This family was of long standing in County Armagh and had been, for a long time, settled at Church Hill.
DAVID VERNER ESQ left by his wife two sons, JAMES and THOMAS, an officer in the Army, killed at the battle of Bunker's Hill. The elder,
JAMES VERNER ESQ, sat in the Irish parliament for many years and served the office of Sheriff for counties Armagh, Meath, Monaghan, Dublin and Tyrone. He married Jane, daughter of the Rev Henry Clarke, of Summer Island, County Armagh, and had issue,
WILLIAM, his heir,who was succeeded by his eldest son,
LIEUTENANT-COLONEL WILLIAM VERNER JP DL MP, of Church Hill, Vernersbridge, County Armagh; who succeeded to the estates of his paternal grand-uncle, Thomas Verner, in 1788
HENRY VERNER ESQ, of Gullivenagh, County Antrim, whose father settled in the county of Armagh with his relatives, the Achesons, made his will in 1683.
His great-nephew, Sir William Verner, was 1st Baronet.
Henry's father, whose name is not secured, settled in Armagh about 1650. It is thought that the Verners came into Ireland with the Cromwellian settlement.
The presbytery records in "Scotch Irish Pioneers in Ulster and America" by Charles Knowles Bolton, the chapter "Home Towns of Ulster Families" 1691-1718 gives: Robert Verner, Ruling Elder 1706.
This Ruling elder, John Verner, 1617, could have been the first Verner to settle in Ireland in 1650 and the others were sons or brothers.
These records are conclusive evidence that they were all from Scotland. Possibly due to the transplantation there no records to be found between 1650 and 1691.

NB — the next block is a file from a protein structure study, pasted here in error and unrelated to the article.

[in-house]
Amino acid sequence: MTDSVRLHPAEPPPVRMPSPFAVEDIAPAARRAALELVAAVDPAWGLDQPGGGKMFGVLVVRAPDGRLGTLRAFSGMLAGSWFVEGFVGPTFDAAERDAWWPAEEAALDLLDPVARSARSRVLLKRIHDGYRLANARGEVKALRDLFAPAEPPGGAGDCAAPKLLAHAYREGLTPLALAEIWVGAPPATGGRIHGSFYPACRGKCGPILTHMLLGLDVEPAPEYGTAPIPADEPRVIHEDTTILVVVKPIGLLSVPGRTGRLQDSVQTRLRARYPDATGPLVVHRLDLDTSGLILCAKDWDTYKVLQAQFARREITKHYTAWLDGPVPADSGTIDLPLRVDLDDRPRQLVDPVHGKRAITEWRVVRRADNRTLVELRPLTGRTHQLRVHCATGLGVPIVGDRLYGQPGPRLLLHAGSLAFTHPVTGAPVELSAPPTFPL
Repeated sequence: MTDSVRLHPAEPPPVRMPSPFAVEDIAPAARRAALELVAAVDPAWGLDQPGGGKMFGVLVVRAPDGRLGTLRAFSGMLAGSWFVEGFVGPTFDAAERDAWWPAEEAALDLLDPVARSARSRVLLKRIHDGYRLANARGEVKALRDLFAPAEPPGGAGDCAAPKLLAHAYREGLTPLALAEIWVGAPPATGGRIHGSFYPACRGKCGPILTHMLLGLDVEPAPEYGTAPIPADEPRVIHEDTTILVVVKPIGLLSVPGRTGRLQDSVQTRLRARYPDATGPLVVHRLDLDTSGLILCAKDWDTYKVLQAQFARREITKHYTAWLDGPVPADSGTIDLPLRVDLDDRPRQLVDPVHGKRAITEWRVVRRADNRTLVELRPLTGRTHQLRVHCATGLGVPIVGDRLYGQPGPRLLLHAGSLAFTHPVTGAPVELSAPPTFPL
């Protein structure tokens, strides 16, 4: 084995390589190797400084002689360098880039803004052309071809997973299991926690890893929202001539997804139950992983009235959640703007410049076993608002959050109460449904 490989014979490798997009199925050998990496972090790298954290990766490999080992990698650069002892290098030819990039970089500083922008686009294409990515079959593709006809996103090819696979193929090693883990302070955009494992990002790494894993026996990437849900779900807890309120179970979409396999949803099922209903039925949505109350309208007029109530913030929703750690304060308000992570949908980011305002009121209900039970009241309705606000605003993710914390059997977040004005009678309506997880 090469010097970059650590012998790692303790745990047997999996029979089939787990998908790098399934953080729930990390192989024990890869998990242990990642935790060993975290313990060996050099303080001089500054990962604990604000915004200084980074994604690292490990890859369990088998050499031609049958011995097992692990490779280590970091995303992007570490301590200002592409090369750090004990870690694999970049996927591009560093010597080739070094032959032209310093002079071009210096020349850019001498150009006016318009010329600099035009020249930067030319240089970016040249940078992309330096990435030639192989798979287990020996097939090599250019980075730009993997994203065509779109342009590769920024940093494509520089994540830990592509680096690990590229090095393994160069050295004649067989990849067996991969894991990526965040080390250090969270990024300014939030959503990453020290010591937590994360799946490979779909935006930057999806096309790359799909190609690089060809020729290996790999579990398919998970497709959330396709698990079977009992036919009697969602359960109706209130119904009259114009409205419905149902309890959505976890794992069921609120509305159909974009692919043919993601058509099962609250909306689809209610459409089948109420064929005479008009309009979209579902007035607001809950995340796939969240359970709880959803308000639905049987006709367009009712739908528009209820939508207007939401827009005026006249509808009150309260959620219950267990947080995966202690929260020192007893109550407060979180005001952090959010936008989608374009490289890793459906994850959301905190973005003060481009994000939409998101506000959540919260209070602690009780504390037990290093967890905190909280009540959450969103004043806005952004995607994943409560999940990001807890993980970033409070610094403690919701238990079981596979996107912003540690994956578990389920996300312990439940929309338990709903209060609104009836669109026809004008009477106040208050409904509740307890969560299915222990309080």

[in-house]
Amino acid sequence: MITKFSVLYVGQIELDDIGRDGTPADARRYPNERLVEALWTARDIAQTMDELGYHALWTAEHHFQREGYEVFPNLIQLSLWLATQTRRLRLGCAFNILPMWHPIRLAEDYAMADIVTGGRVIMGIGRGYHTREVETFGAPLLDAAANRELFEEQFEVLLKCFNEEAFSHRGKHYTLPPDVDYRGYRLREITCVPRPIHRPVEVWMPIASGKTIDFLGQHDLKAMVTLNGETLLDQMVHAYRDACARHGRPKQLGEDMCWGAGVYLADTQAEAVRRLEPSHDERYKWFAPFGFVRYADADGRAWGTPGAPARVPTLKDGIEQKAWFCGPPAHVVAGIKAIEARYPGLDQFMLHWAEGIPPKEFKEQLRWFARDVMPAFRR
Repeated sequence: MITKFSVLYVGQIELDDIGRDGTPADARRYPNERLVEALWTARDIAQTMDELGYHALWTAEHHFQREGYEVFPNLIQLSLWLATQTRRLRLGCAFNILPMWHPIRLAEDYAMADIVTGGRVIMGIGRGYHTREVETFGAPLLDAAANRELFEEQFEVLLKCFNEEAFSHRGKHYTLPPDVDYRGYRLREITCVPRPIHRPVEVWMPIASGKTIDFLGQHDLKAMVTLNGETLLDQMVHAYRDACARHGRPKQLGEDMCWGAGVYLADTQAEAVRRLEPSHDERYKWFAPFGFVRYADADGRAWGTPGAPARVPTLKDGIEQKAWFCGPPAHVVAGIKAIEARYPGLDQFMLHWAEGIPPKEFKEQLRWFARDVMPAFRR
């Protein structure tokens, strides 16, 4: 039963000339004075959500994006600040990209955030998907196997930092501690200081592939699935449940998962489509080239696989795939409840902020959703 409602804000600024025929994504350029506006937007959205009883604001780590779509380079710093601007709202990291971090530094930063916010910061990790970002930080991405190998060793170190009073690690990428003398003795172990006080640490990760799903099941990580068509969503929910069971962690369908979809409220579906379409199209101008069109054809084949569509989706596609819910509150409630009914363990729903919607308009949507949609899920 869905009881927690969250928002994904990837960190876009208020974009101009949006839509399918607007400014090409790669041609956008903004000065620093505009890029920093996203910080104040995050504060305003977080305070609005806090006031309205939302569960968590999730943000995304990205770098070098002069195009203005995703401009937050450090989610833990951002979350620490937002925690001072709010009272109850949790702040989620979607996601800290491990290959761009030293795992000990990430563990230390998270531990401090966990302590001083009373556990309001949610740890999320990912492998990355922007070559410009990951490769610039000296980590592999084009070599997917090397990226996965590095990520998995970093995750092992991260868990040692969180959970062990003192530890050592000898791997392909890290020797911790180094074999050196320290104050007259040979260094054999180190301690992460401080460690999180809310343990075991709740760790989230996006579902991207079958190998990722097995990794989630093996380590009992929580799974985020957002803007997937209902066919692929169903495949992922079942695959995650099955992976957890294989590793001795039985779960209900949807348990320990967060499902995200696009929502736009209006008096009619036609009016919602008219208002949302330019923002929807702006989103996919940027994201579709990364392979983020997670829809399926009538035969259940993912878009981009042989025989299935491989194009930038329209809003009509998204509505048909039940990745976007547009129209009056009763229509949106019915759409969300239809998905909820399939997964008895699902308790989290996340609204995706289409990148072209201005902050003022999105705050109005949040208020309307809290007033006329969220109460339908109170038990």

Stodarts "Gentlemen's Arms of Scotland" Vol II, collected during the reign of Charles I, gives the following:-
In 1291 Thomas Le Venour, burgess of Berwick swore realty to Edward I. In 1450 William Vernour and other merchants obtained an English safe conduct. In 1456 William Vernour was Bailee of Edinburgh. In 1478 William Vernour claimed land in Edinburgh as heir of his brothers John.
The Verner family, accordingly, would appear to be of Norman origin as their name first appears in England as "le Venour", in the late 13th century. They had land and property at Auchindinny, near Edinburgh, until 1650.
The Vernours, though they had no title, they had been granted a coat of arms: "argent a fesse sable between three boars' heads couped gules".
The main Verner family in Scotland most likely arrived in Ulster during the Plantation, about 1650.
Agnes Vernor, of Edinburgh, had arrived earlier as the wife of Sir Archibald Acheson, the then Secretary of State for Scotland and the ancestor of the Gosford Achesons.
The first Verner records in Ireland are in the form of two wills: In 1683 Henry Verner of "Gullivenagh", County Antrim, registered a will in Armagh; and, in 1684, John Verner left "the £200 I lent to Sir George Acheson, which is now in his hands, with interest thereon" to be divided between his two sons, and requested to be buried in his Parish of Loughgall, County Armagh.
The Verners of Church Hill trace their ancestry from the former Henry Verner, as shown in the family tree. He had a son, Henry, who married Anne Kerr, and they had a family of five, three sons and two daughters.
The youngest son Thomas married Margaret Kerr, an heiress from County Meath, in 1749.
They lived at Church Hill, became large landowners in counties Armagh and Tyrone, but were childless. For an heir, Thomas looked to his brother David's family.
David had married Elizabeth Crossle in 1743, and they had two sons and four daughters. One son, Thomas, had been killed at the Battle of Bunker's Hill near Boston, in 1775.
The other son, James, married Jane Clarke of Summer Island in 1773 and they had a family of five boys and one girl.
The wealthy Thomas appears to have first considered his great-nephew James, second son of his nephew, as his heir.
James stayed frequently at Churchill, and was sent to a Belfast school. However, Thomas made a will in 1788, the year of his death, naming his youngest great-nephew William (then aged five) as his heir.
In 1788 William Verner and his whole family took up residence at Churchill, where his parents, James and Jane, acted as guardians until 1807.